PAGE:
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Framing Punishment: Expert Selection and Punitive Ideology in the News

McGill Sociological Review, Volume 4 (February 2014): 93-112

Frank Edwards*

University of Washington

 

Abstract: This study evaluates the relationship between expert selection and ideology in press coverage of juvenile justice and juvenile delinquency during a moment of punitive reform.  It suggests that experts’ framing of the causes of and solutions to juvenile delinquency is related to their professional and structural relationship to the juvenile court, and that the rates at which these experts are quoted in news coverage will affect the ideological framing of the issues. This content analysis finds that police and prosecutors were overrepresented in The Chicago Tribune during a period of reform, and that this disproportion led to an increased presence of arguments about the failure of the contemporary juvenile justice system and the need for punitive change. These findings suggest that expert selection is an important mechanism in explaining the decline of rehabilitative ideologies and the rise of punitive ideologies in news media discourses.

Key Words: Juvenile justice ; punishment ; journalism ; experts ; ideology.

 

Résumé: Cette recherche évalue la relation entre la sélection d’experts et l’idéologie véhiculée dans la couverture médiatique de la justice pour les jeunes et de la délinquance juvénile pendant une période de réforme du droit pénal. Les résultats suggèrent que la vision des causes et des solutions à la délinquance juvénile proposée par les experts est associée à la relation structurelle et professionnelle que ceux-ci entretiennent avec la cour juvénile et que la fréquence à laquelle ces experts sont cités dans la couverture médiatique affecte le cadrage idéologique des enjeux. Cette analyse de contenu montre que la police et le procureur général sont surreprésentés dans The Chicago Tribune pendant une période de réforme, et que cette disproportion a mené à l’augmentation d’arguments portant sur l’échec du système judiciaire pour les jeunes et sur le besoin d’un virage punitif. Ces résultats suggèrent que la sélection d’experts est un facteur important dans l’explication du déclin des idéologies rééducatives et dans l’essor des idéologies punitives dans le discours des médias.

Mots-clés: justice juvénile ; châtiment ; journalisme ; experts ; idéologie.

* I deeply appreciate feedback on this paper provided by Traci Schlesinger, Rachel Lovell, Julian Thompson, Glenance Green, Kate Stovel, Alexes Harris, Jake Rosenfeld, and Catherine Clepper.


In 1899, a group of idealistic reformers led by Lucy Flowers, Jane Addams and a number of other settlement house workers, social scientists, judges, and progressives worked to establish Chicago’s model juvenile court.  The court was infused with an ideal of “child-saving” and worked closely with the burgeoning fields of social work, criminology, psychology and sociology to identify and treat the influences that led young individuals toward offending (Rosenheim et al. 2002; Tanenhaus 2004).  These reformers believed that delinquents were fundamentally different from criminals, and were at a critical stage in which intervention could divert them from becoming an adult offender.  The supporters of the court provided an institutional outlet for the expertise produced by the burgeoning fields of sociology and criminology (Glueck and Glueck 1950; Healy and Bronner 1916; Jordan 1999; Shaw 1930; Thrasher 1927), and occasionally offered a site for the application and refinement of theories on the causes of and remedies to delinquency.  The rehabilitative ideal of the juvenile court suggested that through combining social scientific insight and humanitarian compassion, the plight of the urban poor might be ameliorated.  Though few would claim that the court ever fully met these lofty standards, and harsh and punitive treatment was common in many juvenile reform institutions (Bernstein 2002; Humes 1997), rehabilitation stood as the dominant ideological framework through which the state related to juvenile offenders for much of the twentieth century (Jordan 1999; Rosenheim et al. 2002).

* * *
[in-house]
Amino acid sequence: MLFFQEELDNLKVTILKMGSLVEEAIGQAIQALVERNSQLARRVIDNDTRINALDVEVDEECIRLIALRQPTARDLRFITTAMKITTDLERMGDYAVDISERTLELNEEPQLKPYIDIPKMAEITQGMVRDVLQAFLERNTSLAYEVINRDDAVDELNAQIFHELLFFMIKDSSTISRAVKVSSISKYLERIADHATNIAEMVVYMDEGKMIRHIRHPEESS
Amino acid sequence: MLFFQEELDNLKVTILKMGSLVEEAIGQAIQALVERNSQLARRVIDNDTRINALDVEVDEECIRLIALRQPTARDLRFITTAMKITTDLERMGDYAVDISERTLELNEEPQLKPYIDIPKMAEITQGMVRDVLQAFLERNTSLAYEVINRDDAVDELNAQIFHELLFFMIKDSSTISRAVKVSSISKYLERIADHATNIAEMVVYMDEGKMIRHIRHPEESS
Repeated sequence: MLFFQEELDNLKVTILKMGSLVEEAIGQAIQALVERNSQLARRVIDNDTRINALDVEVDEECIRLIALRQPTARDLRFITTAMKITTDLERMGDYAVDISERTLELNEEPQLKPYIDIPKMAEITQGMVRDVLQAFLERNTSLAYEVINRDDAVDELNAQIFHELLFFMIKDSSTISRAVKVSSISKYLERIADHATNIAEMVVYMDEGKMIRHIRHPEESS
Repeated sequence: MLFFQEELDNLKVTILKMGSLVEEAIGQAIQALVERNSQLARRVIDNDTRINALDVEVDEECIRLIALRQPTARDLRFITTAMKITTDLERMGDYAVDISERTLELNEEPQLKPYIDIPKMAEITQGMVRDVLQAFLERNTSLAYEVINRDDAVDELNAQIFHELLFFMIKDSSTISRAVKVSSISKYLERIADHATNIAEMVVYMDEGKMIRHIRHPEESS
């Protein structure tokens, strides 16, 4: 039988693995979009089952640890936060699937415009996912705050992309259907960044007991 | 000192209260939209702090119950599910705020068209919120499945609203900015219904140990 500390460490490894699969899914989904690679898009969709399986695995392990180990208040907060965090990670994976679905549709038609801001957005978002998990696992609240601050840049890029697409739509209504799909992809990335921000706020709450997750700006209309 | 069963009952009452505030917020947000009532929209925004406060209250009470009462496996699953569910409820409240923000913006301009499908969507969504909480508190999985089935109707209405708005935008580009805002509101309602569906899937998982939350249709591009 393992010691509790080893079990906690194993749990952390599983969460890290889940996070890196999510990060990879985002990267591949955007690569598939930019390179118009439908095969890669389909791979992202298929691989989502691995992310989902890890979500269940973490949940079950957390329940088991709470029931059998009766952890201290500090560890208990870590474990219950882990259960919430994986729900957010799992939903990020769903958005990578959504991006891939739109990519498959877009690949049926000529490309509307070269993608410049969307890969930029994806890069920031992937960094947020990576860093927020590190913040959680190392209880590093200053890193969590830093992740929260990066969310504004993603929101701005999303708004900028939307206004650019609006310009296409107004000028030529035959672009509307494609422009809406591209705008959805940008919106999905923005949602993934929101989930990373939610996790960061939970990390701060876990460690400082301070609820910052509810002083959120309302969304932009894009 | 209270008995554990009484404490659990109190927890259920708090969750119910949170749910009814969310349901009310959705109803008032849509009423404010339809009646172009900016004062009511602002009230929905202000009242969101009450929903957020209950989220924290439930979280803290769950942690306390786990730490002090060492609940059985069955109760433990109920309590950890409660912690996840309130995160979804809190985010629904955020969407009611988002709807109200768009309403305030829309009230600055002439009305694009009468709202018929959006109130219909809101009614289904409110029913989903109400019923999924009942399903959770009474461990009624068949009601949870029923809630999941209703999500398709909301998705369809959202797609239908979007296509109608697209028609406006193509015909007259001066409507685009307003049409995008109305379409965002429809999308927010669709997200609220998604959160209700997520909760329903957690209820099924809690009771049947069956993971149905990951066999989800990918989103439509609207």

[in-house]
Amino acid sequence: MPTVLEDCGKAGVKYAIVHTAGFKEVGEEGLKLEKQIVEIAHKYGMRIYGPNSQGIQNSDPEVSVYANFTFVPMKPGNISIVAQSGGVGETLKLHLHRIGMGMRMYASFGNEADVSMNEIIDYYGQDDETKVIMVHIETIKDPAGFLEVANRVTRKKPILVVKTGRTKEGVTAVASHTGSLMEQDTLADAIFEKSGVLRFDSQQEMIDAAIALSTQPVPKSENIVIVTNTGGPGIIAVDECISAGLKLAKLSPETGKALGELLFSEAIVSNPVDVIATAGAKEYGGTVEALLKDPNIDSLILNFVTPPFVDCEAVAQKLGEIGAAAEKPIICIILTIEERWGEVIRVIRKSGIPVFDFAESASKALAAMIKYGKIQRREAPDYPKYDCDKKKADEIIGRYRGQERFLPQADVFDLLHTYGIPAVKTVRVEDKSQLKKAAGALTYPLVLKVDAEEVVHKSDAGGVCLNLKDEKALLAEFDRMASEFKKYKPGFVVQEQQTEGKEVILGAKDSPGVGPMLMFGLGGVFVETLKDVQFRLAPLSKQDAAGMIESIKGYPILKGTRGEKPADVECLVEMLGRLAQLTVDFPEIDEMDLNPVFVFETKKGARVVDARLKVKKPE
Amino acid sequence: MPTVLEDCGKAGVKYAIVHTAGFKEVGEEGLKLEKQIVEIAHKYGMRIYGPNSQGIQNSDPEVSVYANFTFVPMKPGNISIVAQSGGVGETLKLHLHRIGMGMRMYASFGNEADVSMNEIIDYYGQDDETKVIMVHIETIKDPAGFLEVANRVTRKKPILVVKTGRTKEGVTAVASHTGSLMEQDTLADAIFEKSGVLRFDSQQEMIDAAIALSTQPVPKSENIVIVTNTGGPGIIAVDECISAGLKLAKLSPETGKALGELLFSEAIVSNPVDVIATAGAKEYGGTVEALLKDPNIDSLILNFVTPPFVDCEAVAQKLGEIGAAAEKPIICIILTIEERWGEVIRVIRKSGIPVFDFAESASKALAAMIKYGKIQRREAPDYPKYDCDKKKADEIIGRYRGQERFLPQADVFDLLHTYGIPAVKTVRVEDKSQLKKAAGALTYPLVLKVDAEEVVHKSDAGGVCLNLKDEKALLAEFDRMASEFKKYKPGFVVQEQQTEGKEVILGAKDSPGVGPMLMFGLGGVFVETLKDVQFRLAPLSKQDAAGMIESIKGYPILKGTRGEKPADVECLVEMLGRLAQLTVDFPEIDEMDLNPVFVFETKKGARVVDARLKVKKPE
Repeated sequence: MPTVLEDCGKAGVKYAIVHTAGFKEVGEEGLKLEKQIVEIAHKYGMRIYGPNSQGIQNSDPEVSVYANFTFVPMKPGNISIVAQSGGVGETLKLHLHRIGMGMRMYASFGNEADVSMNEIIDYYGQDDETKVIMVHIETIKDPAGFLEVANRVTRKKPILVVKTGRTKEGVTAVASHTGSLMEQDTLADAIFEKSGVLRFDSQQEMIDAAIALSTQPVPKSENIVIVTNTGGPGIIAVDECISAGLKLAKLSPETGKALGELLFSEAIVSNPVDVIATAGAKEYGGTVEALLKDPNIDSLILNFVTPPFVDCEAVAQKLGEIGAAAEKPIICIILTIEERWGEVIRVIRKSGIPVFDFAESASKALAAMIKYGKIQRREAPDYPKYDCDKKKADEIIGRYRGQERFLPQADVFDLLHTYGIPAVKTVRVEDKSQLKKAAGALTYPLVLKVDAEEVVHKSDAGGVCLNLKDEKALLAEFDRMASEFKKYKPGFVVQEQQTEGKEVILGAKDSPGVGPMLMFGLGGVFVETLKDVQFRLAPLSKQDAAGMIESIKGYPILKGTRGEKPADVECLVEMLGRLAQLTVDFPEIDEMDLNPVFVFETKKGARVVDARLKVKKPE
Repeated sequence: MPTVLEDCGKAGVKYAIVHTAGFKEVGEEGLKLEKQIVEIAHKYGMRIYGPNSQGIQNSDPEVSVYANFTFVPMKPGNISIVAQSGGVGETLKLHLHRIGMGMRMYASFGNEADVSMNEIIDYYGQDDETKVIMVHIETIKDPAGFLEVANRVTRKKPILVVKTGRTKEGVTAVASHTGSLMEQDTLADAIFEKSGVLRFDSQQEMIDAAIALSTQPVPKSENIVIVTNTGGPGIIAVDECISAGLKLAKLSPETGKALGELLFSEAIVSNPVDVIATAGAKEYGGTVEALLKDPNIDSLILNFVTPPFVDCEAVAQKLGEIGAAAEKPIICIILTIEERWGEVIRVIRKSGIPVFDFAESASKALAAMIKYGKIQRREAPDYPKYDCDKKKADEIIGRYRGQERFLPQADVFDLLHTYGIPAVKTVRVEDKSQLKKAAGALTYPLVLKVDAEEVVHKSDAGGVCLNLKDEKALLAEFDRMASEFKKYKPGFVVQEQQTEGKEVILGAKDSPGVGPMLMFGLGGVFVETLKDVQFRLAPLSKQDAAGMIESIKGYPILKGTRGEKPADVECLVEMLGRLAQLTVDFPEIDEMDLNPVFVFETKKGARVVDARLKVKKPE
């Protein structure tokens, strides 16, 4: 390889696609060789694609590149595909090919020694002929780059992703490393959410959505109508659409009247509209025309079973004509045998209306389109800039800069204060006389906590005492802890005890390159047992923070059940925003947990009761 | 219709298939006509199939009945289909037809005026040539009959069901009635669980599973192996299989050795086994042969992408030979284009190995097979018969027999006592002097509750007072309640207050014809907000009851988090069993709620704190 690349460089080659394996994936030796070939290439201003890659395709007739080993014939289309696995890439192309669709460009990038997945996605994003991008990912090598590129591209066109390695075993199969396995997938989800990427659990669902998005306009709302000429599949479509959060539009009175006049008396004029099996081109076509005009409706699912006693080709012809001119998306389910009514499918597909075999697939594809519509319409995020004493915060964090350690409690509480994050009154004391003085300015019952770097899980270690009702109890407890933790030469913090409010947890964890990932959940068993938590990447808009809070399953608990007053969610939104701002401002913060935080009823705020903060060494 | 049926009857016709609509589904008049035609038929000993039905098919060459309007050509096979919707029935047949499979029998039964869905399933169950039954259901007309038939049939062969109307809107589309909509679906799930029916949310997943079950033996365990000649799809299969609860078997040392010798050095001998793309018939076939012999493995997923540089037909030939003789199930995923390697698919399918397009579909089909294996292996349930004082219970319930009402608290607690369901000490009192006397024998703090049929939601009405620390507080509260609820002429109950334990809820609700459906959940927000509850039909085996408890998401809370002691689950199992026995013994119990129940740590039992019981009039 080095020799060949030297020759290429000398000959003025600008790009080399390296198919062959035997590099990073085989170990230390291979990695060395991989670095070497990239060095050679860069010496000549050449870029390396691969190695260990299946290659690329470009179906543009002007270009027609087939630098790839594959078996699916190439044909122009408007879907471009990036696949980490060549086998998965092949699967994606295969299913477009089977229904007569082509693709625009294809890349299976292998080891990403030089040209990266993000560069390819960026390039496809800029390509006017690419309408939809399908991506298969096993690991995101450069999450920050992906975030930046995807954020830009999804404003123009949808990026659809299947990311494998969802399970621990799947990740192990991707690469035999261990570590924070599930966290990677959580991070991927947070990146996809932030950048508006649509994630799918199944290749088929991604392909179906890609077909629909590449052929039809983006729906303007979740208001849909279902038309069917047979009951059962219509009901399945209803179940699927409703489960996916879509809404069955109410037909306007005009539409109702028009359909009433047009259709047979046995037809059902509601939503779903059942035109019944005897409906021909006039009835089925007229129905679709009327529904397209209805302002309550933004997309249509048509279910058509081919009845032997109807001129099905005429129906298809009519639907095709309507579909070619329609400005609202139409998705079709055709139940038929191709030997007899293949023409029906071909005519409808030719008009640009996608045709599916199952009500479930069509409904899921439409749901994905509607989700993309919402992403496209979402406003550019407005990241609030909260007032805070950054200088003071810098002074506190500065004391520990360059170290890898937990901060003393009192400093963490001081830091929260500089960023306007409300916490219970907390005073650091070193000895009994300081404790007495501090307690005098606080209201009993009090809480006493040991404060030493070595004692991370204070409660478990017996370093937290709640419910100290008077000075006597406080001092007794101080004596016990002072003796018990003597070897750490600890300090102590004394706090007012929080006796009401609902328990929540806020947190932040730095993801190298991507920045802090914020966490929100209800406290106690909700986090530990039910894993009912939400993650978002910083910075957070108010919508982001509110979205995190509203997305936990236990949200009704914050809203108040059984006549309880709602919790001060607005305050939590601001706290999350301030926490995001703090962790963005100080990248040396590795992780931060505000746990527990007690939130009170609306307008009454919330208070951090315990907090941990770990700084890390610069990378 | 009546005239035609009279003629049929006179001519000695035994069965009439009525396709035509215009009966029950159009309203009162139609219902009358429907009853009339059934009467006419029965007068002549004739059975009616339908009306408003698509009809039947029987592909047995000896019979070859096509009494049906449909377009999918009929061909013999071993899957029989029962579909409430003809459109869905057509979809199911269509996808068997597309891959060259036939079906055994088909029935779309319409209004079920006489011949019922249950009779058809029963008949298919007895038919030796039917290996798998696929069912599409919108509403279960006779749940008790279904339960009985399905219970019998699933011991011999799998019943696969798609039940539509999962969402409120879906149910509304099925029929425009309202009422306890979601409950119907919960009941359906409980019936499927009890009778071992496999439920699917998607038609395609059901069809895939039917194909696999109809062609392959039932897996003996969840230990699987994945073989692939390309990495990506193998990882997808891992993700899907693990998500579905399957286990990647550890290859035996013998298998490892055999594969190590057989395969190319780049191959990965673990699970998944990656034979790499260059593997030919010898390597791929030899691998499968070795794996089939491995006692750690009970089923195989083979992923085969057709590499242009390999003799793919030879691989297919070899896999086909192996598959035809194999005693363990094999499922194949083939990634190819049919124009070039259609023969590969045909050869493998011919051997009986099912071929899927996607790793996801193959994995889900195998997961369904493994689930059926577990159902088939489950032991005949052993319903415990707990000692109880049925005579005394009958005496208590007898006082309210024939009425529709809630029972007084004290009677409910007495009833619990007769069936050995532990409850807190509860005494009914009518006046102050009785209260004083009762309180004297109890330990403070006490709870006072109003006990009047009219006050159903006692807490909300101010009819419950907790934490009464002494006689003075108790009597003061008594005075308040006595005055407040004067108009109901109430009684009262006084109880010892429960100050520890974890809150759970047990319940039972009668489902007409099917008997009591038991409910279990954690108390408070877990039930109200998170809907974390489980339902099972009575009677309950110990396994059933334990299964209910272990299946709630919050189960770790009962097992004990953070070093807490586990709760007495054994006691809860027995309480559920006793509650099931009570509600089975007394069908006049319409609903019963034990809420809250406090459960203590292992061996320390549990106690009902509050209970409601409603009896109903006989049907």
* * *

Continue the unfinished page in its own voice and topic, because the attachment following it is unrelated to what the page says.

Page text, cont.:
However, in the late 1970s a series of punitive reforms to the juvenile court began taking root across the country (Fagan and Zimring 2000; Feld 1999).  Efforts at rehabilitation had fallen into disfavor, and an attitude that punishment was the only appropriate response to delinquency took hold.  States that founded pioneer juvenile courts at the turn of the century, such as Illinois and New York, saw their legislatures pass laws that declared that certain young people were criminals, not delinquents, and mandated that their trials be held in adult criminal courts.  In the aftermath of these ‘mandatory waiver’ or ‘automatic transfer’ reforms, the number of young people held in detention facilities skyrocketed (Feld 1999).  A number of scholars have correctly identified the roles of racial bias (Bortner, Zatz, and Hawkins 2000; Dorfman and Schiraldi 2001; Feld 2005; Rios 2008), the rise of tough-on-crime politics (Beckett and Sasson 2003; Beckett 1997; Gottschalk 2006; Harris 2007) and shifts in the practice of governance and the structure of the state (Garland 2001; Simon 2009) in explaining how ideological shifts in the orientation of the court and the polity legitimated the restraining of the rehabilitative ideal and a turn toward a more punitive approach toward young offenders.